EAC: From Thailand To Venezuela

Danish
trading and food group EAC expects to double capacity in its Venezuelan food
unit by 2012 and sees growth opportunities through bolt-on acquisitions at its
South East Asian ingredients distribution business.

East Asiatic
Company (EAC) Chief Executive Niels Henrik Jensen told Reuters in an interview
on Wednesday the group’s Venezuelan processed meats business would regain
market share as the business adds capacity in the coming four years through a
$120-million expansion plan.

“As we
expand the capacity we expect to grow the top line, but we will see margins
return to more normal levels as we go back into the mid-market segment that
we’ve left to our competitors while capacity was constrained,” he said.

EAC is the
market leader in processed meat in Venezuela with an overall share of
about 40 percent, with several strong brands, although its slice has dropped
over the last two years due to capacity constraints. The unit represents about
60 percent of total group sales.

The operating
margin for the business was 15.1 percent in the first six months of 2008,
compared to 14.6 percent in the year-ago period. In the corresponding months of
2006 and 2005 it was 7.3 percent and 8.5 percent.

Jensen said
that one of the big drawbacks of working in Venezuela is the perception of high
political risk — a view he does not share.

The second
drawback is that, with a fixed currency and high inflation, devaluations can
and occasionally do occur in the OPEC nation of 28 million.

“But
we know what happens when a devaluation takes place and we know how to get back
to where we were in our market and in our earnings,” he said.

Jensen
estimates it would take EAC about six to eight months to adjust its market
position to counter a typical devaluation of 10 percent to 15 percent.

Once the
largest company in Scandinavia with a
world-spanning shipping service, EAC at the end of the 1970’s found itself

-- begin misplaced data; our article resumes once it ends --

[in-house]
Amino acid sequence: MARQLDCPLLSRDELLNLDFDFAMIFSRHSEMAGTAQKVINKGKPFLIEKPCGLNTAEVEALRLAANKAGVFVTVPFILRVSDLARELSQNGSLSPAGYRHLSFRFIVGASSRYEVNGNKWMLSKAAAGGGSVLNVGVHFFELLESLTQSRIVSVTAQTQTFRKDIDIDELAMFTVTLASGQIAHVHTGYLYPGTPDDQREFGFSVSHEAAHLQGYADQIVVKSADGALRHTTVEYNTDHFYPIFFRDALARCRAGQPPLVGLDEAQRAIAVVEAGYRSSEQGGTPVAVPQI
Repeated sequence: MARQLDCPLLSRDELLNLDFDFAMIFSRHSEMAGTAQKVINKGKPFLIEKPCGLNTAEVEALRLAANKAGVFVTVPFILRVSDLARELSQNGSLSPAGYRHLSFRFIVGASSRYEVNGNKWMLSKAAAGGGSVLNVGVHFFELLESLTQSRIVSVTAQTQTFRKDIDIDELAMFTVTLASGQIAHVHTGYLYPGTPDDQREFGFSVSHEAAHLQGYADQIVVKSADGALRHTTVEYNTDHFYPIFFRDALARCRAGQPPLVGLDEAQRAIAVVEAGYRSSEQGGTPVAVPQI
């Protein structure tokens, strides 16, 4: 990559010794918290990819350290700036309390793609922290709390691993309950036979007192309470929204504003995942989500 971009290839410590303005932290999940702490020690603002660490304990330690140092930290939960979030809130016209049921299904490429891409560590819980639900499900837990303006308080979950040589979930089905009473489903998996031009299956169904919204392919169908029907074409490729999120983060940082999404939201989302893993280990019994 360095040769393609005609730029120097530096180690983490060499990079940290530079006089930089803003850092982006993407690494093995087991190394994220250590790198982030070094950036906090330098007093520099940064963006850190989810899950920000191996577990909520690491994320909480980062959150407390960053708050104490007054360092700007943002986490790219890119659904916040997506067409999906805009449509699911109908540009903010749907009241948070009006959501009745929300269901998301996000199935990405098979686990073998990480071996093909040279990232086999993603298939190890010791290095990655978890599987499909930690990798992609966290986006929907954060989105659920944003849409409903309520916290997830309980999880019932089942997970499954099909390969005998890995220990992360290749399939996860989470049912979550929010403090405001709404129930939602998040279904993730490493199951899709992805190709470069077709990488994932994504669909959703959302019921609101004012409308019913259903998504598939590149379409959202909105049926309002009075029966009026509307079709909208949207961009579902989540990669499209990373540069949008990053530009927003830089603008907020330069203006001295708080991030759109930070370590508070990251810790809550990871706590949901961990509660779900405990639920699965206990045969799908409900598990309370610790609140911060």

laden with debt and spread too thin over dozens of businesses.

After years
of slow decline, the Asian crisis of 1998 brought the company’s business model
to a virtual halt.

Management
then identified just four businesses out of close to 60 that had prospects of
sustainable growth and where the company could take a leading market position. EAC
divested the rest, paid off its mountain of debt and was left with four
disparate but viable business units.

After the
divestment in 2005 of its Nutrition arm, the group has three businesses: Moving
and Relocation, which provides relocation services to companies and relocating
families throughout Asia; Industrial Ingredients, a chemicals distribution
business based in Asia; and Foods, in Venezuela.

Jensen said
he had yet to see any effects or spill-over from the financial crisis, because
the company has no real net debt and, so far, both Venezuela and the Asian economies
have been relatively untouched by the global crisis.

“We
haven’t seen any downturn in the economy in Asia
and we haven’t seen any exodus from our moving and relocation customers there,”
he said.

In
Industrial Ingredients, Jensen sees growth opportunities from bolt-on
acquisitions and from continued geographical expansion throughout Asia,
emulating the platform already created in Thailand.

“So we
see that as a growth prospect and we aim to be market leading not just in Thailand but in
the region,” he said.

The Moving
and Relocation business is already the market leader in its segment in South
East Asia and recently expanded to India, largely as a response to
customer demand.

 

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